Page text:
Special Purpose Vehicles: A Solution for Too Many Investors? July 26, 2018

By Michael D. Makofsky

One of the most fundamental challenges facing a start-up company is how to find investors. After all, a start-up needs capital in order to develop its product, hire employees, market itself and hopefully grow. As a result, many founders seek investments from numerous sources including friends, family, outside investors and institutional funds. The number of investors can become lengthy which leads to an interesting question – Is it possible to have too many investors?

When an investor provides equity to a company, they acquire an ownership interest. As a result, they are entitled to certain benefits such as decision-making rights and access to financial information. A founder must deal with each investor’s requests and demands while still trying to operate a fledgling company. As the investor list grows, so too will the requirements. It could become very challenging to focus on the company while also attending to all of the investors.

One common structure to address these issues is through a Special Purpose Vehicle (“SPV”). A SPV is a legal entity that allows multiple investors to pool their money to invest in the start-up. Each investor buys an ownership in the SPV rather than investing directly in the start-up. The SPV, in turn, invests in the company. However, there are pros and cons to an SPV for both the start-up and for individual investors.

For the Start-Up Company

A SPV greatly simplifies the company’s capitalization table. Imagine that instead of having to list forty owners that each own 1% of the company, there can be one SPV that owns 40% of the company. Further, the founder would only deal with one entity rather than forty individual voices. On the other hand, this arrangement may afford the SPV with a significant ownership interest in the company. As a result, the SVP can exert a much louder voice in the direction of the company.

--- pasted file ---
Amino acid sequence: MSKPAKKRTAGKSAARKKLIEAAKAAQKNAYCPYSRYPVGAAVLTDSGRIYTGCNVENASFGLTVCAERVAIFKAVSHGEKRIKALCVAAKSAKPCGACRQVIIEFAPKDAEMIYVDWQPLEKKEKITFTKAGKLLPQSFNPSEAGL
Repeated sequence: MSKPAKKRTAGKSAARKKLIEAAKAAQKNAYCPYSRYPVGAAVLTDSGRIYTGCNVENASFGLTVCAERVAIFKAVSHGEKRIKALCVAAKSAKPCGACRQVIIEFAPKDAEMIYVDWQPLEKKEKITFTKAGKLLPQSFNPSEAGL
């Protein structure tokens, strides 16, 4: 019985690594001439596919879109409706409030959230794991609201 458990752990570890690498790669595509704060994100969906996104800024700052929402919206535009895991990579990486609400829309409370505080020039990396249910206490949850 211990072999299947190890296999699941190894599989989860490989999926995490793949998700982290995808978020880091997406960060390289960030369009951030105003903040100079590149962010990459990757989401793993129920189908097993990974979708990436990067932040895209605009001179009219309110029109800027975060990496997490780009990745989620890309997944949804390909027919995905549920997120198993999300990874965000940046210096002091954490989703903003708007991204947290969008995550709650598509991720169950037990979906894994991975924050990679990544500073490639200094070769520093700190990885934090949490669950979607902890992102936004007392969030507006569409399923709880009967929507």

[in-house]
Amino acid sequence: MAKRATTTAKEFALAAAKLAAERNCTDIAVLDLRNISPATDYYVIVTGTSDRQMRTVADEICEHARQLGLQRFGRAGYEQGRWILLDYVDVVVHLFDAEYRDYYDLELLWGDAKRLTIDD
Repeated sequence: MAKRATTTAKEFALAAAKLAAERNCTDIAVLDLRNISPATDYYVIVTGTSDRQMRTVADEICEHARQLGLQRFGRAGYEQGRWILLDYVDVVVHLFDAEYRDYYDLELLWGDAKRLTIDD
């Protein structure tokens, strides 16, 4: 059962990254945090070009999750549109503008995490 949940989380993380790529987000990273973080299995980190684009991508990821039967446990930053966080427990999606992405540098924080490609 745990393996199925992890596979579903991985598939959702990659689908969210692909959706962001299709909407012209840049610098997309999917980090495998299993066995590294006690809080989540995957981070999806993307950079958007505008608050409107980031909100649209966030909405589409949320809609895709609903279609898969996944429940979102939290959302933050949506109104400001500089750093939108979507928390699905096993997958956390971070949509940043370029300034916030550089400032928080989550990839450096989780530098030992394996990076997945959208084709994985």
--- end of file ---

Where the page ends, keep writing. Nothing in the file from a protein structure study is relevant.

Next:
For the Investor

As the corollary to the above point, a SPV may provide an individual investor with much more leverage with the company than the investor would otherwise have on its own. In using the above example, instead of having a 1% ownership interest, the investor effectively has the same rights as a 40% owner while still contributing the same capital amount as before. The SPV, however, adds a level of complexity and cost as there will be agreements setting forth the terms and management of the SPV itself. An investor will not have individual rights in the company anymore. The SPV will also likely be managed by a third party so an investor will not have direct access to the company.

Whether you are looking to  start a company or invest in one, there are advantages and disadvantages to a SPV that need to be weighed carefully. Contact one of our Mergers & Acquisitions and Business & Corporate attorneys today to discuss how you may be affected by these factors.

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